It’s been a subdued start to the week for markets in Europe, with the rise in oil prices helping to boost the FTSE 100 by way of decent gains for BP and Shell, pushing the index to its highest levels since 2 March.
The DAX, on the other hand, is lagging, after the Bundesbank said that Russia’s invasion of Ukraine had the potential to measurably hurt the German economy and make any economic performance in Q2 much weaker than expected due to higher energy prices.
Sentiment around events in Ukraine continues to keep markets on edge after the Ukrainian government rejected an ultimatum by Russia to surrender the port city of Mariupol or face the consequences.
Chilean copper miner Antofagasta is higher after announcing that it would be exiting its Pakistan business, Reko Diq, receiving the sum of around $900m in the process.
Ted Baker shares have continued their recent run higher, with another solid day of gains on speculation that a bid could well be forthcoming from US private equity firm Sycamore, who were reported to be considering making a cash offer for the business late last week.
After one if its best weeks since 2020 US markets opened in a rather subdued fashion, slipping slightly lower, as higher bond yields tempered upside momentum, with US yields starting to show signs of inverting in a sign that bond markets fear a slowdown is coming.
Boeing shares have slid sharply on reports that a 737-800 has crashed in China, tragically killing all 132 people on board. The crash has prompted China to ground all similar aircraft with a view to finding out why the accident happened. The crash is likely to prompt similar groundings on the part of other airlines of the affected aircraft, with all the associated costs that is likely to entail.
Airline stocks are also lower, with some of the weakness probably down to the sharp rise in oil prices, which is likely to hit margins. American Airlines and United Airlines are both lower.
Manchester United shares have taken a move to the upside after being upgraded by Deutsche Bank on the basis of its current low valuation.
It’s been a bit of a mixed bag for currencies today with little in the way of movement one way or the other. The pound is slightly firmer across the board ahead of this week's February CPI print and Wednesday’s spring statement from the Chancellor of the Exchequer.
The rise in yields currently being seen in bond markets appears to be a widespread phenomenon, with UK 10-year yields retesting the highs from last week, while yields in Europe are also on the rise, with the German 10 year hitting a new three year peak, and the Italian 10 year yield retesting its February peaks of 2%.
Brent crude oil prices have continued their rebound from last week’s lows, supported by an expectation that the EU might well consider imposing their own oil embargo on Russia oil, despite concerns over any such ban might do to their own economies. A weekend attack by Houthi rebels on Saudi Arabian oil infrastructure hasn’t exactly helped sentiment either, as we look to post three successive days of gains. Concerns over supply shortages appear to have put a floor under prices in the short term, and even without Russian supply, OPEC has been struggling to meet its current output levels, which it increased by 400k barrels a day at the start of the month.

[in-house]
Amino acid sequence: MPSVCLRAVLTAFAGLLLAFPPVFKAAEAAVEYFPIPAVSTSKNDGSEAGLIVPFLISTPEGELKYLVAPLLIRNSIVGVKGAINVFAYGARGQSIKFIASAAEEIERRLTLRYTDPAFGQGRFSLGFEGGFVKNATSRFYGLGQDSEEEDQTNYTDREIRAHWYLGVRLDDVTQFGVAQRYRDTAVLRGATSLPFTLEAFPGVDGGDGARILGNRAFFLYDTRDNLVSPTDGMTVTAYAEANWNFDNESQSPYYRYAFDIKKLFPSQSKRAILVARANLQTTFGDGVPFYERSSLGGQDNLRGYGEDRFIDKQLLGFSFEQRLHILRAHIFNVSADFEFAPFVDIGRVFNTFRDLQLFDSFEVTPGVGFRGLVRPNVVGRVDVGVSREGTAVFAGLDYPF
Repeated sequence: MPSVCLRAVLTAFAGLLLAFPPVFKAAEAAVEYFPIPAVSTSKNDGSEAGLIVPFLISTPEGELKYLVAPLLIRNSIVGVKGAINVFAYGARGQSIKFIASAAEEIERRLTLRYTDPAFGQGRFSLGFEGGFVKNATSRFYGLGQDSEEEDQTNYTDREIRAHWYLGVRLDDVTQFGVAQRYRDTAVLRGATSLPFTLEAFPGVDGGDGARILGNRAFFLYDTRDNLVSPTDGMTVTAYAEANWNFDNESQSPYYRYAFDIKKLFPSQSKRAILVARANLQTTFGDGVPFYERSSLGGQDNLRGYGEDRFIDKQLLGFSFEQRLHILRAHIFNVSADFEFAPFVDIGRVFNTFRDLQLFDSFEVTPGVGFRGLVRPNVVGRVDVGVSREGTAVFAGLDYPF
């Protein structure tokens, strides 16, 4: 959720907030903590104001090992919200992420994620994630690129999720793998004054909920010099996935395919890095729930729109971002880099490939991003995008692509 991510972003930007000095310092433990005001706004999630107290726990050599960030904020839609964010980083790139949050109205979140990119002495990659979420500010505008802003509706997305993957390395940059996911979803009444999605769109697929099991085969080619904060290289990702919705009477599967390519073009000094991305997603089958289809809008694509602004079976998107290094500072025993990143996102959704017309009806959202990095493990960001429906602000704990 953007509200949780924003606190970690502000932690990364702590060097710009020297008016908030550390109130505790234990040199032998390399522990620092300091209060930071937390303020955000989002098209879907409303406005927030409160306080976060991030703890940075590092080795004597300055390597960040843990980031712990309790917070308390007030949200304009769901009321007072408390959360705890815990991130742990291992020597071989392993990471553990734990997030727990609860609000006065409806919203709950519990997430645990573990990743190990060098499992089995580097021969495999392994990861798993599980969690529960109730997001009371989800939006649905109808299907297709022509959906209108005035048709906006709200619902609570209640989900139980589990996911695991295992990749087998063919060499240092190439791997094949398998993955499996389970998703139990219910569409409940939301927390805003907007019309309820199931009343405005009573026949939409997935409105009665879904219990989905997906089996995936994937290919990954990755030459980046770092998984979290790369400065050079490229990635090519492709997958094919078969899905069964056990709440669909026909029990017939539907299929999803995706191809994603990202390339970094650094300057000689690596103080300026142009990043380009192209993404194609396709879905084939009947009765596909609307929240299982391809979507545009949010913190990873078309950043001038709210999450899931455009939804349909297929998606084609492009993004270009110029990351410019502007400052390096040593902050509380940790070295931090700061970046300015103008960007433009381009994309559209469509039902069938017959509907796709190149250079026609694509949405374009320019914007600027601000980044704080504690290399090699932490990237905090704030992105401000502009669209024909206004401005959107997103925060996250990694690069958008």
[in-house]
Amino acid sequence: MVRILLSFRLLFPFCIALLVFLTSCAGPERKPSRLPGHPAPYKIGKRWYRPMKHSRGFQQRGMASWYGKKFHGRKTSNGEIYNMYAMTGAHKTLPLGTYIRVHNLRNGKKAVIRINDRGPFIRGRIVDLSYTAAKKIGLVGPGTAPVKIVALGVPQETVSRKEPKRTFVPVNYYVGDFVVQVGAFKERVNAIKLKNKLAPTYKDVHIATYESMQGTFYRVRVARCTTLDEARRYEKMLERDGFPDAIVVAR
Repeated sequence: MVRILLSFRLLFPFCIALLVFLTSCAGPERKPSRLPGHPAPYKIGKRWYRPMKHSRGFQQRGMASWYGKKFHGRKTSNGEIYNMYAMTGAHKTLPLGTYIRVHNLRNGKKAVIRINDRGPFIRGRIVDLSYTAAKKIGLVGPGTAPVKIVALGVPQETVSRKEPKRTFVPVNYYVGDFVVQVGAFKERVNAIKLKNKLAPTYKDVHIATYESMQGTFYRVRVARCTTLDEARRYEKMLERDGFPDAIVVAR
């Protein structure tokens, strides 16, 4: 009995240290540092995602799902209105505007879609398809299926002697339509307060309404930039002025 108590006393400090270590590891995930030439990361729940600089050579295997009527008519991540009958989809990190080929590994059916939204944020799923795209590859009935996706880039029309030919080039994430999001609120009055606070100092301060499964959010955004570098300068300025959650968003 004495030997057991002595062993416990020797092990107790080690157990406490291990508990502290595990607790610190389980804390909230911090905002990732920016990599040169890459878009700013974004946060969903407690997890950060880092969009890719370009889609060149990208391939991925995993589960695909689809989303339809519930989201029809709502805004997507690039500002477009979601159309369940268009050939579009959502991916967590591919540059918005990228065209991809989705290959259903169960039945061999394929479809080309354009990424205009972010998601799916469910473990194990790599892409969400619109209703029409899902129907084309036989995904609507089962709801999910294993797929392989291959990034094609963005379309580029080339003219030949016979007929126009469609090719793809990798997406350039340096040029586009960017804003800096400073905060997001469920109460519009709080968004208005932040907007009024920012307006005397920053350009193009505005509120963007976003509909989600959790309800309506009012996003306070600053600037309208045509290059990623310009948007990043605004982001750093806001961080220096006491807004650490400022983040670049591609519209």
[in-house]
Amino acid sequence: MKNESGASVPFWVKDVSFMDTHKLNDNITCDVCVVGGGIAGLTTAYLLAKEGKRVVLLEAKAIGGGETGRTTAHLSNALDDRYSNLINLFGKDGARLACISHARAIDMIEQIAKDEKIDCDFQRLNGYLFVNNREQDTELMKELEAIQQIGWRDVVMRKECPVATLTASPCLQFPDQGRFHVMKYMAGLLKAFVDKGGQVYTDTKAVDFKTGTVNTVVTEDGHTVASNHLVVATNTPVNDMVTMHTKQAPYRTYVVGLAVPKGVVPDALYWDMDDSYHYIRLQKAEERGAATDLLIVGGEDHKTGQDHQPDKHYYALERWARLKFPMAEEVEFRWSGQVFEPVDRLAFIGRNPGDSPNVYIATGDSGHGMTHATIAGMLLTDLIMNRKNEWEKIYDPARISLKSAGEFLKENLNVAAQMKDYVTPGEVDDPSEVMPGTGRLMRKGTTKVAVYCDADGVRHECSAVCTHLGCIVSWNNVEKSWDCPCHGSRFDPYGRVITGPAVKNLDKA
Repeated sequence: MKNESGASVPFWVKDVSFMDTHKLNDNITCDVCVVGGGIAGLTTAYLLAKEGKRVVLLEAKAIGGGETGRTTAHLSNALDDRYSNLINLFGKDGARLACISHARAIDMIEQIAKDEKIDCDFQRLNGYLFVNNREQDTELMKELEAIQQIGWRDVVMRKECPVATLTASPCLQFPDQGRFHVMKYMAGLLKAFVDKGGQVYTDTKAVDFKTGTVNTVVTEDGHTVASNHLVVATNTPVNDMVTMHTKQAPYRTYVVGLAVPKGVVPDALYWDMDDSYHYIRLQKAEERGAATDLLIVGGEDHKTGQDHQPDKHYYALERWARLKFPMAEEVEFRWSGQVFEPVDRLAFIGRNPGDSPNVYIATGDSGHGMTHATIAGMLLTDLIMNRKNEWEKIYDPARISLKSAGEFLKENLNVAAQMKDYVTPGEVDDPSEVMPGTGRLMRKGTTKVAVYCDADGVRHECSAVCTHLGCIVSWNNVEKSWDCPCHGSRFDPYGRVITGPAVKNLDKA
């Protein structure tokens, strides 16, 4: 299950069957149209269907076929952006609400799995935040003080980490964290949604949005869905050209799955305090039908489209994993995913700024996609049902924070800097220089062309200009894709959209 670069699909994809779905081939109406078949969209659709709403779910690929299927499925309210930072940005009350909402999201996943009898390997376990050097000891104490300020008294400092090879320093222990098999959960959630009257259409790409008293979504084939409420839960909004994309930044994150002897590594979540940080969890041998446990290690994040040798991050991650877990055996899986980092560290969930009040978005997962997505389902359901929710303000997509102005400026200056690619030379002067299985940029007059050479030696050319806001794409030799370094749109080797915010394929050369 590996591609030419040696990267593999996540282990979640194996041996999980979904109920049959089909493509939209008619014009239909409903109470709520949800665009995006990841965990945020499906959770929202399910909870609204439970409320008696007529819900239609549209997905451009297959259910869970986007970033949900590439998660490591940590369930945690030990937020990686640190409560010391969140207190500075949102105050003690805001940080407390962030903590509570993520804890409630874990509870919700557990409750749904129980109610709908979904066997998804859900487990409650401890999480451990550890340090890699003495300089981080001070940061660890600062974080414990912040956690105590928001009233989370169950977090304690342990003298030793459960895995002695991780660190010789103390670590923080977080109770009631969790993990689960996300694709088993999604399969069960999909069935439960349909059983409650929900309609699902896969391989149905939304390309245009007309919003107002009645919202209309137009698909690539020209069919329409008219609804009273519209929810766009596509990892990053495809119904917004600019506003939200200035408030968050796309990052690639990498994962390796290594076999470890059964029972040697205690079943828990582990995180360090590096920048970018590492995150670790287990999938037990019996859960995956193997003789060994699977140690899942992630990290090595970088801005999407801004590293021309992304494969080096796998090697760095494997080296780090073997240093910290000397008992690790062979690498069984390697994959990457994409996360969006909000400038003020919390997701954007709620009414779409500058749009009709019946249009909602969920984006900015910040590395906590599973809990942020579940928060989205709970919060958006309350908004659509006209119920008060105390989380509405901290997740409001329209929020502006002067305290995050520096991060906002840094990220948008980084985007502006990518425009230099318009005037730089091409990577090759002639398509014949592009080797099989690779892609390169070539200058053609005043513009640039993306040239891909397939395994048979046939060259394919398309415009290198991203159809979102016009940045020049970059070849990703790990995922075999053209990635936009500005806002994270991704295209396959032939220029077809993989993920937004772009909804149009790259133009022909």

Gold prices appear to be meandering for the moment, with little in the way of impetus to drive prices higher. While equity markets continue to look well supported, along with higher bond yields, there appears little reason to be piling into gold at this point, although it should find buyers on any dips.
Wheat prices have also pushed higher as concerns over Ukrainian supply increases on reports that Russia has started to shell Odesa, in a move that could see Russian forces attempt to cut off the whole of Ukraine from access to the Black Sea.
The see-sawing of sentiment around Chinese stocks continues, albeit at a slightly more modest level than we were seeing a few days ago. It does however mean that this market is dominating in terms of price action once again, with Pinduoduo and JD.com remaining in the spotlight, but it was the Hong Kong listing of Chinese property developers Country Garden that topped the board. Daily vol here printed at 644%, up from 240% on the month.
This meant that Chinese indices also remained active with the A50 posting daily vol of 91% versus a monthly print of 54%, whilst the Hong Kong 50 recorded 74% for the day against 46% on the month.
Commodities markets are looking rather more subdued. Lumber continues to offer exaggerated levels of intraday vol but the daily print has now slipped below the monthly. Cocoa price action also remains on the radar after downside pressure on prices as a result of improving crop forecasts out of West Africa. UK Cocoa posted daily vol of 47.75% against a monthly print of 44.86%.
As for fiat currencies, that Bank of England news on Thursday pushed sterling to the fore. While the quarter-point hike was widely expected, the pound sold off heavily in the immediate aftermath of the news, before resuming its march higher. Cable saw daily vol hit 10.93% against a monthly 8.57%. Then a quick look at our proprietary share baskets showed China Tech taking the lead here, printing 395% on the day against 202% on the month, and in terms of ETFs, it was the iShares A50 tracker that topped out with daily vol of 99% against 68% on the month.
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